Amusements in Mathematics HTML version

themselves to very easy solution by the use of algebra, though often the difficulty lies in
stating them correctly. They may be made very complex and may demand considerable
ingenuity, but no general laws can well be laid down for their solution. The solver must
use his own sagacity. As for puzzles in relationship or kinship, it is quite curious how
bewildering many people find these things. Even in ordinary conversation, some
statement as to relationship, which is quite clear in the mind of the speaker, will
immediately tie the brains of other people into knots. Such expressions as "He is my
uncle's son-in-law's sister" convey absolutely nothing to some people without a detailed
and laboured explanation. In such cases the best course is to sketch a brief genealogical
table, when the eye comes immediately to the assistance of the brain. In these days, when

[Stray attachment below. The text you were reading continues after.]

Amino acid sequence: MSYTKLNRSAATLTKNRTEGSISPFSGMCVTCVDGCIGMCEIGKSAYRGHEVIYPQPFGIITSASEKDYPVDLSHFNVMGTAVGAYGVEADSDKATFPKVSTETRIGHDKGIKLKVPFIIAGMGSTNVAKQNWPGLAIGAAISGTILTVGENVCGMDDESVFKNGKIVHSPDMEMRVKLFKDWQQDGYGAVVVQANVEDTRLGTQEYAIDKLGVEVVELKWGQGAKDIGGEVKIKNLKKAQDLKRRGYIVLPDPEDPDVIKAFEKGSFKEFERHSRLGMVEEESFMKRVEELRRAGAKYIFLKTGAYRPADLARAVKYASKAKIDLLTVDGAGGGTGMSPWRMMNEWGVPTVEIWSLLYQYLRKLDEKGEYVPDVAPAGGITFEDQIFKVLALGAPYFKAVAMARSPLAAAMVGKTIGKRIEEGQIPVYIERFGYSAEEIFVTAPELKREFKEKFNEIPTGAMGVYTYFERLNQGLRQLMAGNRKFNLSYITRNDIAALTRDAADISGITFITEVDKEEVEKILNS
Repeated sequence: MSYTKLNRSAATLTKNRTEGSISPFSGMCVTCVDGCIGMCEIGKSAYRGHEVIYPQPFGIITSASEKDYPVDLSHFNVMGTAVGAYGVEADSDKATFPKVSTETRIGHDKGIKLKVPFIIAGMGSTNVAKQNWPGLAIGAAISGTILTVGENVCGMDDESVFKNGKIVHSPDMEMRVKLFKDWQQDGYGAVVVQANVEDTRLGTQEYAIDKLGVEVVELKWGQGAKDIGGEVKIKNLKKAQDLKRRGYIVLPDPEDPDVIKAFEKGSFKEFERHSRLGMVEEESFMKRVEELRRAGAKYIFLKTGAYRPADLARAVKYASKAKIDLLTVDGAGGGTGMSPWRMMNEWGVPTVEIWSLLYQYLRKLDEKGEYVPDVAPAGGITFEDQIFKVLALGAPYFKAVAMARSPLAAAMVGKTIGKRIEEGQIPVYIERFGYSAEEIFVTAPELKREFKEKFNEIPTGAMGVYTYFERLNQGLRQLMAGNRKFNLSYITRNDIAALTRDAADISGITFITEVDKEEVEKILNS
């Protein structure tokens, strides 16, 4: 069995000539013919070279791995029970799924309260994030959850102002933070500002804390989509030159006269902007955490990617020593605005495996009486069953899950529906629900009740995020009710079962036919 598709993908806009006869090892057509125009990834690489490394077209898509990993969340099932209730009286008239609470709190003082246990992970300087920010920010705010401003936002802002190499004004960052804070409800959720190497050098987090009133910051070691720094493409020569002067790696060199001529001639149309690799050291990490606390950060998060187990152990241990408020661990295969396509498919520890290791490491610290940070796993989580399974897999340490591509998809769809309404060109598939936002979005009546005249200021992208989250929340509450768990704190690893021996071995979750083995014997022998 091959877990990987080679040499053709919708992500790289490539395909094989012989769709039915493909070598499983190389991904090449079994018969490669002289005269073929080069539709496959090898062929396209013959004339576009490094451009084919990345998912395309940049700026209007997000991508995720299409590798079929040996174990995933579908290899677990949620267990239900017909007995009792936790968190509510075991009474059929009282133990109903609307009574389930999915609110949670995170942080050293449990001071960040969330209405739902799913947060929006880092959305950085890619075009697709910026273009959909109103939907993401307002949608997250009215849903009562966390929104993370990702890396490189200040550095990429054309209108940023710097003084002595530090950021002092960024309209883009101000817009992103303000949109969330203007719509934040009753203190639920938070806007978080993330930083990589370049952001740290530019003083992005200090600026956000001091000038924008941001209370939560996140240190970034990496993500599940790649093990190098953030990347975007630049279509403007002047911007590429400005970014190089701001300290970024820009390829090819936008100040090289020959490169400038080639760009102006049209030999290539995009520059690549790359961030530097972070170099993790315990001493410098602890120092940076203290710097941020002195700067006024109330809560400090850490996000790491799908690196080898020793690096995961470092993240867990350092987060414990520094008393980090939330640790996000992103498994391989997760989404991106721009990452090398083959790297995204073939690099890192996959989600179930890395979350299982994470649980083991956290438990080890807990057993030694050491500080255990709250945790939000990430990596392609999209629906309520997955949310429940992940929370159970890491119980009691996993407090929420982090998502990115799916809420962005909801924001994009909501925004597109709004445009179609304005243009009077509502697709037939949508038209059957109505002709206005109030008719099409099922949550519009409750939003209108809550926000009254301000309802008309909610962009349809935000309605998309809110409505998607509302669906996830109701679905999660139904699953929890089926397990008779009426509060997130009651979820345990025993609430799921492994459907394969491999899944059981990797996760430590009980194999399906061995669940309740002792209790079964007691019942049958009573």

we have a growing lack of respect for pedigrees, most people have got out of the habit of
rapidly drawing such tables, which is to be regretted, as they would save a lot of time and
brain racking on occasions.
Tommy: "How old are you, mamma?"
Mamma: "Let me think, Tommy. Well, our three ages add up to exactly seventy years."
Tommy: "That's a lot, isn't it? And how old are you, papa?"
Papa: "Just six times as old as you, my son."
Tommy: "Shall I ever be half as old as you, papa?"
Papa: "Yes, Tommy; and when that happens our three ages will add up to exactly twice
as much as to-day."
Tommy: "And supposing I was born before you, papa; and supposing mamma had forgot
all about it, and hadn't been at home when I came; and supposing——"
Mamma: "Supposing, Tommy, we talk about bed. Come along, darling. You'll have a
Now, if Tommy had been some years older he might have calculated the exact ages of his
parents from the information they had given him. Can you find out the exact age of
"My husband's age," remarked a lady the other day, "is represented by the figures of my
own age reversed. He is my senior, and the difference between our ages is one-eleventh
of their sum."